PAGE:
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Old 11-09-2013, 05:30 PM
PolyinPractice PolyinPractice is offline
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Default Marriage Counseling

I recently have seen a few advise marriage counseling in desperate situations.

I don't disagree with the advice, but does that ever actually work? By which I mean, do you know of any relationships, personally, that have benefited from this.

Also, are there poly friendly counselors that anyone trusts?
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Old 11-09-2013, 06:33 PM
london london is offline
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I think all effective therapy can help people recognise and communicate their needs in a way that isn't harmful to themselves or others. If you manage to learn this skill, I'd argue that the therapy has been beneficial. In terms of couples, learning this skill may highlight incompatibility and lead to break ups. Of that does happen, I.wouldn't say that means it hasn't been beneficial. Quite the opposite.
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Old 11-09-2013, 06:33 PM
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LovingRadiance LovingRadiance is offline
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Yes!
Mine.
Without the communication training we got in therapy-we would be divorced. The papers were already filled out and ready to go. This came from a counselor who is not "alternative relationship friendly" per se. But-he is GREAT at training on communication and we stuck to that topic with him.
We knew we needed to resolve our communication problems before we could even tackle our poly issues.
He is also trained to deal with PTSD and other trauma issues. So he worked with Maca on trauma from his childhood. Which was a huge help in allowing him to heal so he COULD improve communication-because there were trust issues about women in general that were holding him back from being able to even have a productive conversation regarding a difficult topic.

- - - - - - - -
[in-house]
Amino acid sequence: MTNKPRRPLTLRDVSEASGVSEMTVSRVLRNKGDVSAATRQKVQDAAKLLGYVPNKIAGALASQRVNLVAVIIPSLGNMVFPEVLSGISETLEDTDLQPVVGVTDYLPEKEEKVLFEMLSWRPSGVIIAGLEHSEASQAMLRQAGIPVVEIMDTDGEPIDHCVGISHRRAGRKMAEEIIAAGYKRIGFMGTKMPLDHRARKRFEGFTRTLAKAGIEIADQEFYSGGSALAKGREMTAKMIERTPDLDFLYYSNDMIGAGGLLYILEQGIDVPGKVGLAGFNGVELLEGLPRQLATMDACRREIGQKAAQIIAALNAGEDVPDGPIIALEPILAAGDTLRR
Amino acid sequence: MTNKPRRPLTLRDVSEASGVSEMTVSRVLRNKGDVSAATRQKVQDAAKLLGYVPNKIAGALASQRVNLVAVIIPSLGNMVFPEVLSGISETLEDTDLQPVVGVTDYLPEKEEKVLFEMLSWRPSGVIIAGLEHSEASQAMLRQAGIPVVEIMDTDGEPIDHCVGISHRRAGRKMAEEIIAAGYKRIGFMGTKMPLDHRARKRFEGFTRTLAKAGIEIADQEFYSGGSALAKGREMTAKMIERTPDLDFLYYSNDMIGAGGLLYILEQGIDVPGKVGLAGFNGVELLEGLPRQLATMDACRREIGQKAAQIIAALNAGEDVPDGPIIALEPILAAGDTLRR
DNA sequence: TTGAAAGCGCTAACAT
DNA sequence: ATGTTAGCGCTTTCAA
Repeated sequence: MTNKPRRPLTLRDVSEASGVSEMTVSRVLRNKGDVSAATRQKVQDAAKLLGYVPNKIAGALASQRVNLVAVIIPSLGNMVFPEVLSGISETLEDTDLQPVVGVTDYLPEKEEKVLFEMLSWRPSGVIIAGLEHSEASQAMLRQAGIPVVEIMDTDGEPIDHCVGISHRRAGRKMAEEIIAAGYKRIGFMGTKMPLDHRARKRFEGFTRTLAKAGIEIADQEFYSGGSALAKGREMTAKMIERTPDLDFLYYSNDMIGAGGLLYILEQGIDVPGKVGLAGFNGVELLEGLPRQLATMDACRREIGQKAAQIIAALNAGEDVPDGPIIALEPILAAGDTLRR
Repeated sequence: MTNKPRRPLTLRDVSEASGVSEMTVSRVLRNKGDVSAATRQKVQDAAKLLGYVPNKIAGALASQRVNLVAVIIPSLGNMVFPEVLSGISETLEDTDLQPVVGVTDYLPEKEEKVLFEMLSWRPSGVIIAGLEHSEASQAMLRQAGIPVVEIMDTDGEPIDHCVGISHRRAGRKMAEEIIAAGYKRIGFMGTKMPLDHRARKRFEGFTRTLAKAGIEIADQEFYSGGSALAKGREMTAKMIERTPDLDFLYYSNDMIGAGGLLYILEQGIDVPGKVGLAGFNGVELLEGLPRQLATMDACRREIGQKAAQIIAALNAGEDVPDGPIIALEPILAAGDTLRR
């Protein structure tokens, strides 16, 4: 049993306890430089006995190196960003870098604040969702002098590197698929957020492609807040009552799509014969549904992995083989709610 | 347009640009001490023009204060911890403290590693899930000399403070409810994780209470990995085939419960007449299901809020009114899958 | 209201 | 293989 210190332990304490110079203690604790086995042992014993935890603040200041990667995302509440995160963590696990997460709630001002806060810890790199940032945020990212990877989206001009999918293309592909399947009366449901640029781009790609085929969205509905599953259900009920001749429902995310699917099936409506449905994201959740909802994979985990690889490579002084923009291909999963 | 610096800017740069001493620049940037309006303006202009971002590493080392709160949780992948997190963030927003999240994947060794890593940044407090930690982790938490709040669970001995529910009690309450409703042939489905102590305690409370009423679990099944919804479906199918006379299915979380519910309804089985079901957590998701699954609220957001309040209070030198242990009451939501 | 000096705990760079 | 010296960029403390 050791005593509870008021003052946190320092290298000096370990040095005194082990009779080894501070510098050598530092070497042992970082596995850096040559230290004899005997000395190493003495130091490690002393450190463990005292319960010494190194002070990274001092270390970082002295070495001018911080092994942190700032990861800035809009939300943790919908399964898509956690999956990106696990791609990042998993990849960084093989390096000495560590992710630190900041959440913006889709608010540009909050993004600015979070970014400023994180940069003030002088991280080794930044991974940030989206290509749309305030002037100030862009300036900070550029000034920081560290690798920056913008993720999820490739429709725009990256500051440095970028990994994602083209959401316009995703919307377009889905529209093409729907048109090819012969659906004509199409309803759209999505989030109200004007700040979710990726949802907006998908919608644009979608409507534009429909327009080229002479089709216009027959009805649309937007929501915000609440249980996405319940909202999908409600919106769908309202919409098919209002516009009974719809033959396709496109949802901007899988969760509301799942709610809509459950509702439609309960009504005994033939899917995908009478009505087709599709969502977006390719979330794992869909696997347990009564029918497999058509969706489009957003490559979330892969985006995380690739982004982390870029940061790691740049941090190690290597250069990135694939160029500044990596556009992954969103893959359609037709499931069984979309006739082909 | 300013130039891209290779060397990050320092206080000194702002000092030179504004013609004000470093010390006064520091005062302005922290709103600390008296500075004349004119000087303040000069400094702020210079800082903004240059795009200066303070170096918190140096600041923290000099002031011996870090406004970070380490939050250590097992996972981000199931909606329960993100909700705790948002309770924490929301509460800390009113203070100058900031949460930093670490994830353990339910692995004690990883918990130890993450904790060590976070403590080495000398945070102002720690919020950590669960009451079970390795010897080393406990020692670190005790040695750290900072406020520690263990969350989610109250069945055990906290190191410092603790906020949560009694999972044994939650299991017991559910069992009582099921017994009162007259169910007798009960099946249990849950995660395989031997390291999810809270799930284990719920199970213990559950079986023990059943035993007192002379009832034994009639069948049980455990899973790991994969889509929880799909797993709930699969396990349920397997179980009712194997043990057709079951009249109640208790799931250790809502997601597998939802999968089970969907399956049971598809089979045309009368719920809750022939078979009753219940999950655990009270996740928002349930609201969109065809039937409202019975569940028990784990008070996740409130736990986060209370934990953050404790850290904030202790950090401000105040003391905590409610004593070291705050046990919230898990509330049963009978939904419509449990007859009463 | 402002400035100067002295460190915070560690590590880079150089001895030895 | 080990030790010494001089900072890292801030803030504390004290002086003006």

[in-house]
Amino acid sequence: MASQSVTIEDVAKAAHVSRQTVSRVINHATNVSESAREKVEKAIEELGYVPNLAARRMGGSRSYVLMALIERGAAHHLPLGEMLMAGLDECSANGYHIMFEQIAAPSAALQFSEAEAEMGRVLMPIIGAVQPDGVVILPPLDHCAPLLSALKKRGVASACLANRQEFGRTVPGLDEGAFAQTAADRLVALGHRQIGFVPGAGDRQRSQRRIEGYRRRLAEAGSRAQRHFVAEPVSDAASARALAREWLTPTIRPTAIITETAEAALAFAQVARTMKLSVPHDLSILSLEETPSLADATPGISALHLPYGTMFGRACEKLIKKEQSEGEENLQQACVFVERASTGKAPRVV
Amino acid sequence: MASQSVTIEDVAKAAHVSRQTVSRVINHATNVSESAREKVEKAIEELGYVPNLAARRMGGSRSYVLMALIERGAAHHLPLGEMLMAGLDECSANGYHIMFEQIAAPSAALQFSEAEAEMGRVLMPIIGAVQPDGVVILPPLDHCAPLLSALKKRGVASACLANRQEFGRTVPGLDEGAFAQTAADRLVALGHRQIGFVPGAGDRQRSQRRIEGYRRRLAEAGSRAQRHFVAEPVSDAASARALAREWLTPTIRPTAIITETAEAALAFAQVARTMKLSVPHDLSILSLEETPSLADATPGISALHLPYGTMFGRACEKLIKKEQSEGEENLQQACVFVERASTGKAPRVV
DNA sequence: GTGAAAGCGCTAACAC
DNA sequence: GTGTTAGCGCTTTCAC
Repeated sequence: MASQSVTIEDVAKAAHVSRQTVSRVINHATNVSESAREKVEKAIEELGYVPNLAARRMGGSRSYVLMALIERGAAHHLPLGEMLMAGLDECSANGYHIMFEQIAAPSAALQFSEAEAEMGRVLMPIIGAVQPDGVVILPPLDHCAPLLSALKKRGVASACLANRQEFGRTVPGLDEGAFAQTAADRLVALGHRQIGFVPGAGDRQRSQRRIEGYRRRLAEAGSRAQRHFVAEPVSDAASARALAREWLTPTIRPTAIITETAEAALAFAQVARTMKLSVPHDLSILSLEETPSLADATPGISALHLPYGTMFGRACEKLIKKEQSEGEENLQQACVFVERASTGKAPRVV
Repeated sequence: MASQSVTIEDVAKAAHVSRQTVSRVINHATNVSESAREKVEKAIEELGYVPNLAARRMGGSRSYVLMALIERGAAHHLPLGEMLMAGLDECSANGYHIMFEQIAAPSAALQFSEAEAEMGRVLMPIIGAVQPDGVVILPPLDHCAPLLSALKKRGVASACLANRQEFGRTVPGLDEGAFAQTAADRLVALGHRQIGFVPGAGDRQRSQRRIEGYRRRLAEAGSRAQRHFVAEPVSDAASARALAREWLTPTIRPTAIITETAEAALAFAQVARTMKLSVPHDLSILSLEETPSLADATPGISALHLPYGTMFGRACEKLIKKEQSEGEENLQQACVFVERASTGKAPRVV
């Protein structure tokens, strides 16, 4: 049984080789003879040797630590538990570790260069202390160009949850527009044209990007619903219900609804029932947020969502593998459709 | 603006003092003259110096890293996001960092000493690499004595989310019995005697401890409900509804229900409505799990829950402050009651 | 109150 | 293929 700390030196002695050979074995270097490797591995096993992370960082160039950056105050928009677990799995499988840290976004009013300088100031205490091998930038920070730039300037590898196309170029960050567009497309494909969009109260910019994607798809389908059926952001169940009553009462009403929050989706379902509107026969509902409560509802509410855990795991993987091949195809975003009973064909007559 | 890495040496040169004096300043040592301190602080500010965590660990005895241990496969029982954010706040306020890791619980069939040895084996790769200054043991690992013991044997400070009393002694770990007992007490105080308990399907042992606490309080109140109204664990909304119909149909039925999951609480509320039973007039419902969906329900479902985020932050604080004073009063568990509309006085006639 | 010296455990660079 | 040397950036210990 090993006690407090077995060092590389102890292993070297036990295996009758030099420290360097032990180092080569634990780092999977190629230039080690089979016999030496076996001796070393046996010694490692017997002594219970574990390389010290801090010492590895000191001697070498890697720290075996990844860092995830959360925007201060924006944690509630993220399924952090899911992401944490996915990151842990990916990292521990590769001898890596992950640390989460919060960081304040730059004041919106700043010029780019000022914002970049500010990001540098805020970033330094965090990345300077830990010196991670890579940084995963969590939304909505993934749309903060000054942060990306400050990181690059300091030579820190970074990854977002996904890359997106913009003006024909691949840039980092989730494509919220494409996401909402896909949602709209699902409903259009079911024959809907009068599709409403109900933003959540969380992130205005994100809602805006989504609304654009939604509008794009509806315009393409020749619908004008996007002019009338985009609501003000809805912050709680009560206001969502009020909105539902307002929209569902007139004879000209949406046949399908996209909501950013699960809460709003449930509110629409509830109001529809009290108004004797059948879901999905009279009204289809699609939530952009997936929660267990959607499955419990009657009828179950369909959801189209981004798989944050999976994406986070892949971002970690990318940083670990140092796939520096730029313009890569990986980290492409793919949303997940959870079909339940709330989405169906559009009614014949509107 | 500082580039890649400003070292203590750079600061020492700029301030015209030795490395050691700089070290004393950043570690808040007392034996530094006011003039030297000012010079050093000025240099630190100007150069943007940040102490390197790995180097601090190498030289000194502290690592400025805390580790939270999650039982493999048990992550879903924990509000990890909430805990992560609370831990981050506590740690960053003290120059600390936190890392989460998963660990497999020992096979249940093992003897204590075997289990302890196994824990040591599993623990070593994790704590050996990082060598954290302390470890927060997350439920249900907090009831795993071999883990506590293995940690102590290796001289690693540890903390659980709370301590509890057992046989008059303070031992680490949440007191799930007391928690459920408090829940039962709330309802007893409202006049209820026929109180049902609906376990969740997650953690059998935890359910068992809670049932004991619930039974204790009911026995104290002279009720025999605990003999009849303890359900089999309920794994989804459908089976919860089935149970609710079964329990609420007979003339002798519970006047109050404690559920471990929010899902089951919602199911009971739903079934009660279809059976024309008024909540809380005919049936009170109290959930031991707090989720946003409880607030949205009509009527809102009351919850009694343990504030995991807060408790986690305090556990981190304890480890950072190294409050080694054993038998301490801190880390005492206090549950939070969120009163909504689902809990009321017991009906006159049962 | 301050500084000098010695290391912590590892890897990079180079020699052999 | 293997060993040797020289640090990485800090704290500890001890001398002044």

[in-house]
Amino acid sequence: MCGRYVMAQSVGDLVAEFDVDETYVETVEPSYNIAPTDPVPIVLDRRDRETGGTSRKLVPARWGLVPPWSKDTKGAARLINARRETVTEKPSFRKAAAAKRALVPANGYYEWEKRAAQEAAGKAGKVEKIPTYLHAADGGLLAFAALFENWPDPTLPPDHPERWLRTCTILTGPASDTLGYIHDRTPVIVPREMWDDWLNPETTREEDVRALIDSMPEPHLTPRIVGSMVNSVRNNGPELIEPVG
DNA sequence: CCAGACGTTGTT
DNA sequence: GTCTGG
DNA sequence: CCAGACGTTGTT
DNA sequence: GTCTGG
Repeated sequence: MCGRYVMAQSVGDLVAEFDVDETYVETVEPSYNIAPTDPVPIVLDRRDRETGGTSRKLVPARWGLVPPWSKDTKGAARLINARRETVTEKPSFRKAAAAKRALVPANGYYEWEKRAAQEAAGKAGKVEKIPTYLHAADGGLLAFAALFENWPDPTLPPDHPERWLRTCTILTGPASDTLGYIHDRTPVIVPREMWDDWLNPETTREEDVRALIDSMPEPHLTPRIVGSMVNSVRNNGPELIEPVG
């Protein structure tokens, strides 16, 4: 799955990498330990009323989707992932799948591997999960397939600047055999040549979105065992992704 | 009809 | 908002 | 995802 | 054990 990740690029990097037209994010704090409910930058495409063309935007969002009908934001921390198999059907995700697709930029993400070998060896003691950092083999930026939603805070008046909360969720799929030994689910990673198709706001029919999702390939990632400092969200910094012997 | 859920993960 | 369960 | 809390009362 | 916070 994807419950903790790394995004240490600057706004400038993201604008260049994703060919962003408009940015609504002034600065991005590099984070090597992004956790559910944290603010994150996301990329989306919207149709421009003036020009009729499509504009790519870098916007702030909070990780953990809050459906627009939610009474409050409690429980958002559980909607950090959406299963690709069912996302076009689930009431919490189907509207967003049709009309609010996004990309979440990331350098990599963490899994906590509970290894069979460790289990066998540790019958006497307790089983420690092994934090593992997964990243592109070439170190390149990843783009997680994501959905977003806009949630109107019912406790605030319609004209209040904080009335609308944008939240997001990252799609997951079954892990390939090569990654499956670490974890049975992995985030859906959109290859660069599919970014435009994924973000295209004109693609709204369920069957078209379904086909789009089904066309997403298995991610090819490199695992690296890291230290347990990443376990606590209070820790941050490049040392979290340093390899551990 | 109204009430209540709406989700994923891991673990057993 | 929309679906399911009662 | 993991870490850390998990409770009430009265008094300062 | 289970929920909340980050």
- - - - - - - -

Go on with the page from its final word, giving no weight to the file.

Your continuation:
YES! My personal counselor, who was helping me through some depression and anxiety issues and is basically "available when I need her" (which hasn't happened since last winter) is VERY great about poly.
In fact my sister see's her as well in dealing with some of her issues in her poly dynamic (I wasn't seeing her for poly issues-but I was certainly very open about my poly dynamic and she was supportive and easy going about it.

I would say-it ABSOLUTELY necessitates that both parties be diligently devoted to finding solutions and honest about the ACTUAL problem. Not "what I am angry about". Because often what we are pissed over is just a symptom of the REAL problem.
Like cheating. It's almost always a symptom. Could be a symptom of narcissistic personality disorder (in which case I advise LEAVING). But it could be a symptom of a LOT of things. We have to do the personal, honest, deep, introspective inventory of OURSELF to find out what the REAL problems are.

Also-the next thing that was biggest in helping us was me taking Interpersonal communication at the college. OMG what an eye opener! Just KNOWING what goes wrong all of the time was an eye opener. Having to do a personal inventory on MY communication and defense mechanisms (got an A+) left me in a puddle of tears, realizing **and accepting** how much of our issues were mine.
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Old 11-10-2013, 02:51 AM
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Yes. Ours. Even though our counselor says we have excellent communication skills, we still find benefit in going. There is always sonething new to learn.

Our counselor and her counsel is Christian based, but she is nonjudgmental towards our predilection. Very refreshing.
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Old 11-10-2013, 06:11 AM
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SchrodingersCat SchrodingersCat is offline
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We have a "life coach" that we see on an as-needed basis. She's been a lot of help at getting us to direct our thoughts in the right direction, and acknowledging what the real issues are.

Not all counsellors are good though, and it's really important to find the right fit. Don't be afraid to shop around, and don't assume that if it doesn't work right away that counselling on the whole is ineffective.

That said, it's hard work to fix your problems and change your habits and behaviours. You have to genuinely want to change, and never is it all one person's fault, no matter how many problems they may be bringing to the table.